6 (b) To what extent has the development of one tourist area or resort you have studied brought positive changes to the lives of local people? [15]

 

May/June 2009 9696/31

6 Table 1 shows international tourist arrivals in world regions in 1995 and 2000, and forecasts made for future years.

(a) (i) Describe the main features of the data in Table 1. [4]

(ii) With the help of examples, outline three different reasons why the forecasts of international tourist arrivals might turn out to be inaccurate. [6]

(b) How useful is the application of the life cycle model of tourism at the scale of world regions? [15]

Oct/Nov 2009 9696/31

6 (a) Fig. 2 shows trends in employment in agriculture and tourism between 1951 and 2001 in Tyrol, a mountainous region in Austria, an MEDC in Europe. Tyrol is known for skiing in winter and outdoor activities in summer.

(i) Compare the trends in employment in agriculture and tourism in Fig. 2. [4]

(ii) Suggest two ways in which agriculture may still be important to a tourist region such as Tyrol. [3]

(iii) Explain briefly how employment in tourism may have a multiplier effect in a local economy. [3]

(b) ‘Tourism is a powerful weapon in the battle against poverty in LEDCs.’ To what extent do you agree with this statement? [15]

May/June 2010 9696/31

6 (a) Using examples of tourist destinations:

(i) explain the concept of carrying capacity; [6]

(ii) identify some of the circumstances under which carrying capacity may be exceeded. [4]

(b) Assess the extent to which one or more ecotourism initiatives have achieved the aims of conserving the environment and empowering the local community. [15]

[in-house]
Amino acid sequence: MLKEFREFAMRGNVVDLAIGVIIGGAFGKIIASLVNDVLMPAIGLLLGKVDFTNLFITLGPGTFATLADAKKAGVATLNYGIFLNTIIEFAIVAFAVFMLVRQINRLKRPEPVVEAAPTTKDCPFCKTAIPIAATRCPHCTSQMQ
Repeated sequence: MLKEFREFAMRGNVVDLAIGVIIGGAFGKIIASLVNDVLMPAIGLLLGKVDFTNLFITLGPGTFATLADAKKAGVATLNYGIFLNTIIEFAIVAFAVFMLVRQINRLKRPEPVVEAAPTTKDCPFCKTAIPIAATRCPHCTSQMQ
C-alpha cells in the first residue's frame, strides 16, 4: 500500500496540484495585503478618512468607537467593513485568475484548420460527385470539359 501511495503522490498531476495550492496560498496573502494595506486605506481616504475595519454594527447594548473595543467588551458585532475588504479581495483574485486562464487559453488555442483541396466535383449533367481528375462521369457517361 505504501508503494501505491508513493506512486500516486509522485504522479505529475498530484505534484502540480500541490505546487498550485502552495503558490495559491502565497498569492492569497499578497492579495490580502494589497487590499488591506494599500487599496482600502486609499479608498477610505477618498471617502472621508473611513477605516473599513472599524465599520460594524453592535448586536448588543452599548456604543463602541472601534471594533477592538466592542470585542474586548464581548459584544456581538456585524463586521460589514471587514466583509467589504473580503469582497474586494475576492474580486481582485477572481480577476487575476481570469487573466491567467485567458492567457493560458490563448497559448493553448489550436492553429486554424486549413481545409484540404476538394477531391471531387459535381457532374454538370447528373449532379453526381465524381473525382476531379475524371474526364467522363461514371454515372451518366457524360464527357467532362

October/November 2010 9696/31

6 (a) Fig. 3 gives some information from a website about tourism in Antarctica.

(i) Suggest reasons for the growth in number of visitors to Antarctica. [5]

(ii) Explain why it is now considered necessary to limit the number of visitors to Antarctica. [5]

(b) Under what circumstances may the number of tourists arriving in a resort or tourist destination decrease? Support your response with examples. [15]

May/June 2011 9696/31

6 (b) To what extent is tourism a sound foundation for economic development? [15]

October/November 2011 9696/31

6 Table 1 shows international tourist receipts (money spent by tourists in the named regions) for four world regions between 1990 and 2005.

(a) (i) Using Table 1, describe the pattern of tourist receipts for the four world regions. [5]

(ii) Using Table 1 and your own knowledge, explain some of the factors that may influence the growth of tourism in a country. [5]

(b) According to the World Tourist Organisation, tourism is the world’s fastest growing industry. With reference to one tourist area or resort, outline the problems that growth in tourism has caused and evaluate the responses made to the issues it faces. [15]

May/June 2012 9696/33

6 Fig. 2 shows the life cycle model of tourism.

(a) Compare and contrast the characteristics of any two stages named in Fig. 2. [10]

(b) Assess the usefulness of the life cycle model for analysing the development of one or more resorts or tourist destinations. [15]

October/November 2012 9696/31

6 (a) Describe and explain the recent growth in international tourism. [10]

(b) Assess the view that the impacts of tourism on the environment are greater than its impacts on society. [15]

May/June 2013 9696/31

6 (a) Describe and suggest reasons for recent developments in the types of international tourism. [10]

(b) With reference to one or more countries, assess the impact of tourism on their economy. [15]

Oct/Nov  2013 9696/31

6 Fig. 1 shows a model of integrated tourism development in an LEDC.

(a) (i) With the help of an example, give the meaning of the term ecotourism. [4]

(ii) Suggest three advantages of developing tourism in the way shown in Fig. 1. [6]

(b) Assess the impacts of tourism on the environment, society and economy of one tourist area or resort you have studied. [15]